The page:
3 Simple Knockout Combinations You Should Have In Your Boxing Arsenal

Boxing is about skill and technique. It’s about hitting your opponent but also defending yourself and not getting hit. It’s about executing your game plan to the best of your ability. But what draws the majority of fans to the Sweet Science is undoubtedly the excitement that boxing brings, particularly the knockouts.

Knockouts are a beautiful thing. They are devastating and brutal to watch, but at the same time, poetry in motion. When a knockout sequence connects, it’s lights out and game over.

However, scoring a knockout combination isn’t as easy as just throwing your hardest punches. There’s a level of skill and technique that goes into it. Of course, you have to connect with power, but you also have to land with speed and precision. Do it right, and you’ll drop your opponents on the seat of their pants.

Some knockout combinations are greater than others. There are a handful of amazing and effective knockout combinations you can add to your game. They can be really damaging, and they can end fights in an instant. They can even bail you out of tough situations.

If you’re looking to diversify your attack with some amazing knockout combinations that can put an end to any fight quickly, you’ve come to the right place. This article is definitely for you. 

Today, Evolve Daily shares three knockout combinations to add to your boxing game.

 

1. Jab-Straight + Hook(s)

The jab-straight is boxing’s most basic combination. It’s what the experts call the good old 1-2. While an effective combination on its own, it’s made even more amazing when you throw the hook just behind it.

The jab needs to be fast, quick enough to blind an opponent temporarily as the straight fires down the middle with force. When you throw the right straight, dip your torso slightly more toward the left, and use your momentum to come right back over the top with the left hook like a springboard. 

In this instance, the jab-straight is used as a distraction for your opponent’s glove guard, while your left hook wraps around the side and connects on the chin. You can even switch things up and target the body as well, with touchpoints on the kidney or ribs.

Throw this combination with enough speed and force, and it can do some serious damage. Though easily telegraphed, this combination remains very effective and is hard to stop, so you can keep going back to it.

 

Quick Tips: 

  • Don’t just target the chin with your hook. You can aim for the ear or temple too.
  • The faster the hook, the better the chances for a solid connection.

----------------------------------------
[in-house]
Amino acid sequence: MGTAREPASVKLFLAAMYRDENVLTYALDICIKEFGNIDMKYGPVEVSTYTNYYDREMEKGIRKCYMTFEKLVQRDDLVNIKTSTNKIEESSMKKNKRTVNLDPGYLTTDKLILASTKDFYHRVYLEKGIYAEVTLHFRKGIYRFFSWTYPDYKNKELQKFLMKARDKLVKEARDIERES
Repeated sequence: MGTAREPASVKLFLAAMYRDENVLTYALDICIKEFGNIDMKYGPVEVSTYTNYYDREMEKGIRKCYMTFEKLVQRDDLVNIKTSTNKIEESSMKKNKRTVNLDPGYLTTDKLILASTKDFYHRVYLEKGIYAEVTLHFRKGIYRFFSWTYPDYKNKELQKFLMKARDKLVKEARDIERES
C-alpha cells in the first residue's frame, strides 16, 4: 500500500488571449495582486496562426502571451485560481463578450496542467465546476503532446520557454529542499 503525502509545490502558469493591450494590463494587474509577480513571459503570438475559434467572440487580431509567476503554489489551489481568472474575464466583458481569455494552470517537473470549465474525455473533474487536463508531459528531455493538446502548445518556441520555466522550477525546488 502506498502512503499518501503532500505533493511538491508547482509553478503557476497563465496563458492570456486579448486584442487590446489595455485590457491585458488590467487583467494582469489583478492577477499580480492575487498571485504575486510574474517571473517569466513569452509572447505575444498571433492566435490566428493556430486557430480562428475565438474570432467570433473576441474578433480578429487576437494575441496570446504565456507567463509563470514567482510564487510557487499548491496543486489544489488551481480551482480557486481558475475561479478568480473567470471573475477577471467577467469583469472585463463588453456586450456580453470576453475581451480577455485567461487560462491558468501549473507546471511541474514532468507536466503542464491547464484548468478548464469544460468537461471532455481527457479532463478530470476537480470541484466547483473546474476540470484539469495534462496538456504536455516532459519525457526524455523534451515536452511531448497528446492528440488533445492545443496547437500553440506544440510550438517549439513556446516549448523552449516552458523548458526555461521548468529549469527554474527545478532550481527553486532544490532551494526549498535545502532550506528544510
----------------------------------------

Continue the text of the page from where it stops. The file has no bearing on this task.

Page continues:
• Use a vertical fist instead of turning the hook over to wrap around the guard.
  • Transfer your weight and momentum to add extra power. Really lean into that hook.

 

2. Jab + Slip Left + Lead Left Hook

boxing hook knockoutThe lead left hook is, without a doubt, the most powerful punch in boxing. It’s fast, compact, and carries a lot of weight and momentum behind the shot. However, the lead left hook is only an effective punch if you can connect with it. The problem is that it’s easily telegraphed, and opponents can quickly dodge it without issue. 

The trick to landing that knockout lead left hook is by setting it up properly. To do that, you’ll need to learn the art of the soft jab, or jab feint.

To start off this sequence, you will need to throw a soft jab or a jab feint, and the purpose of this is to elicit a desired reaction from your opponent. That should bait your opponent’s right straight which you will then counter.

Once your opponent throws the right straight, slip it to the left, and unleash the lead left hook immediately with force. Target the chin and it’s game over.

 

Quick Tips: 

  • Slip left inside of your jab, as if you were expecting the counter right from your opponent. This makes the combination very fast and effective.
  • Don’t slip too far left. Instead, dip just slightly and come back hard.
  • If your opponent throws the jab first, you can skip the jab and just dip to the left in anticipation of the right hand, and then throw the lead left hook.
  • You can skip the jab/jab feint if the situation calls for it. This combination was meant to be fast and explosive.

 

3. Triple Jab + Body Shot

There’s nothing quite like a body shot knockout. Whereas the chin is such a small target, and very hard to hit, especially against an elusive opponent, the body offers a big blank canvas for you to paint black and blue.

The trick to setting up this body shot is occupying your opponent with a plethora of jabs. Even a cross to the glove guard is good, as long as you’re drawing that reaction to bring that guard up high.

Throw jabs in rapid succession, in pairs or groups of three. Then when the timing is right, blast that midsection with a straight right hand to the solar plexus. That shot will surely suck the wind out of your opponent’s sails.

If the guy you’re standing in the ring with has a soft midsection or is not used to being hit in the gut, it could be the end of the night for him.

Most opponents are focused on protecting the chin and don’t want to get caught with a power shot early. In this case, a body shot can come completely unexpected and do some serious damage. If you don’t get that body shot knockout, you will at least sap a lot of energy out of your opponent.

 

Quick Tips:

  • Maintain eye contact with your opponent. Don’t look at his body when you throw the body shot to prevent telegraphing the punch.
  • Use your shoulder and your elbow to throw a fake like you’re aiming for the chin, then change levels and smack the solar plexus.
  • Don’t bend your knees to change levels. Instead, you want to lunge forward and bend your torso slightly. Your forward movement can cause your opponent to raise his guard even more, and it also adds extra power to your body shot.

 

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